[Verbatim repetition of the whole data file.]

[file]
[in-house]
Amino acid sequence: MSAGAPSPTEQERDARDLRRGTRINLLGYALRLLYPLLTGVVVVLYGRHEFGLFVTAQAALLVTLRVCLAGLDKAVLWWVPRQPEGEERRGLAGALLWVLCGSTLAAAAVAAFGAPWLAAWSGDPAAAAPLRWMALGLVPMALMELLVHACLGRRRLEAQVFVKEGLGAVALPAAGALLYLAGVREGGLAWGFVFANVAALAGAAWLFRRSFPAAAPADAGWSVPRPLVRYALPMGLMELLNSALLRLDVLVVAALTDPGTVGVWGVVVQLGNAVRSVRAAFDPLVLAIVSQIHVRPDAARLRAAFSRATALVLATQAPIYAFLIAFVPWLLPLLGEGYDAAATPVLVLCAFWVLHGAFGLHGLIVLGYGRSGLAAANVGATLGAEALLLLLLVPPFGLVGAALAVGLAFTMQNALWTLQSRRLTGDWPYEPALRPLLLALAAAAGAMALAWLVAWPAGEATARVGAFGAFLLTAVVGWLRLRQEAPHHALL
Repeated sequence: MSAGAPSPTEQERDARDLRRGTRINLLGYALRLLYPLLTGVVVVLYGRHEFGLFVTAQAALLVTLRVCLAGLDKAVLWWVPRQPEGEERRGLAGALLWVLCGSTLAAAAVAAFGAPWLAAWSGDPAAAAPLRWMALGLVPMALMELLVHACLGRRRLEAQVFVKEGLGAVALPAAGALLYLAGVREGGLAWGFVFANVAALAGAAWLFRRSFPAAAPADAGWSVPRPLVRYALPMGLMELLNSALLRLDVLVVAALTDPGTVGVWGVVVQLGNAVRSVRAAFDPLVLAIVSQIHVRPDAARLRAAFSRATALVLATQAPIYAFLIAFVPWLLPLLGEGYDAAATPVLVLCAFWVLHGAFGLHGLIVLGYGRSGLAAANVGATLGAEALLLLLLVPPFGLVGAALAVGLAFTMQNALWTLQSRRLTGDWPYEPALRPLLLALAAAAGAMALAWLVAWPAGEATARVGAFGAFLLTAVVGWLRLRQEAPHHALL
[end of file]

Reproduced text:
[in-house]
Amino acid sequence: MSAGAPSPTEQERDARDLRRGTRINLLGYALRLLYPLLTGVVVVLYGRHEFGLFVTAQAALLVTLRVCLAGLDKAVLWWVPRQPEGEERRGLAGALLWVLCGSTLAAAAVAAFGAPWLAAWSGDPAAAAPLRWMALGLVPMALMELLVHACLGRRRLEAQVFVKEGLGAVALPAAGALLYLAGVREGGLAWGFVFANVAALAGAAWLFRRSFPAAAPADAGWSVPRPLVRYALPMGLMELLNSALLRLDVLVVAALTDPGTVGVWGVVVQLGNAVRSVRAAFDPLVLAIVSQIHVRPDAARLRAAFSRATALVLATQAPIYAFLIAFVPWLLPLLGEGYDAAATPVLVLCAFWVLHGAFGLHGLIVLGYGRSGLAAANVGATLGAEALLLLLLVPPFGLVGAALAVGLAFTMQNALWTLQSRRLTGDWPYEPALRPLLLALAAAAGAMALAWLVAWPAGEATARVGAFGAFLLTAVVGWLRLRQEAPHHALL
Repeated sequence: MSAGAPSPTEQERDARDLRRGTRINLLGYALRLLYPLLTGVVVVLYGRHEFGLFVTAQAALLVTLRVCLAGLDKAVLWWVPRQPEGEERRGLAGALLWVLCGSTLAAAAVAAFGAPWLAAWSGDPAAAAPLRWMALGLVPMALMELLVHACLGRRRLEAQVFVKEGLGAVALPAAGALLYLAGVREGGLAWGFVFANVAALAGAAWLFRRSFPAAAPADAGWSVPRPLVRYALPMGLMELLNSALLRLDVLVVAALTDPGTVGVWGVVVQLGNAVRSVRAAFDPLVLAIVSQIHVRPDAARLRAAFSRATALVLATQAPIYAFLIAFVPWLLPLLGEGYDAAATPVLVLCAFWVLHGAFGLHGLIVLGYGRSGLAAANVGATLGAEALLLLLLVPPFGLVGAALAVGLAFTMQNALWTLQSRRLTGDWPYEPALRPLLLALAAAAGAMALAWLVAWPAGEATARVGAFGAFLLTAVVGWLRLRQEAPHHALL